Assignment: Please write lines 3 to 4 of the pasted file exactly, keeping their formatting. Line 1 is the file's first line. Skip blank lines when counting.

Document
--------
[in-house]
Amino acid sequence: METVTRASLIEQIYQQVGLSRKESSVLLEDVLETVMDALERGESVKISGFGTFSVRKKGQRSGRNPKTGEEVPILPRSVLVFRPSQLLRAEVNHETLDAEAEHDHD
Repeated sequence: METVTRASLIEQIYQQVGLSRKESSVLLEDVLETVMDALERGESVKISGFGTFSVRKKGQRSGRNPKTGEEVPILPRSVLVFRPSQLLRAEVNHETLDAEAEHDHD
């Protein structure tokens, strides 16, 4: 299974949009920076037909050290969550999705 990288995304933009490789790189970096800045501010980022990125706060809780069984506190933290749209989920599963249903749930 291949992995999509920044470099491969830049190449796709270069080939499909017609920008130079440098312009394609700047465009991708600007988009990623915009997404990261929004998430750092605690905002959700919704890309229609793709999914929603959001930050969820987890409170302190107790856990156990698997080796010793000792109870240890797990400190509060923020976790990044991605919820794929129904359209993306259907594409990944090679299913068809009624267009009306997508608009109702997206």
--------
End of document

Repeated sequence: METVTRASLIEQIYQQVGLSRKESSVLLEDVLETVMDALERGESVKISGFGTFSVRKKGQRSGRNPKTGEEVPILPRSVLVFRPSQLLRAEVNHETLDAEAEHDHD
């Protein structure tokens, strides 16, 4: 299974949009920076037909050290969550999705 990288995304933009490789790189970096800045501010980022990125706060809780069984506190933290749209989920599963249903749930 291949992995999509920044470099491969830049190449796709270069080939499909017609920008130079440098312009394609700047465009991708600007988009990623915009997404990261929004998430750092605690905002959700919704890309229609793709999914929603959001930050969820987890409170302190107790856990156990698997080796010793000792109870240890797990400190509060923020976790990044991605919820794929129904359209993306259907594409990944090679299913068809009624267009009306997508608009109702997206």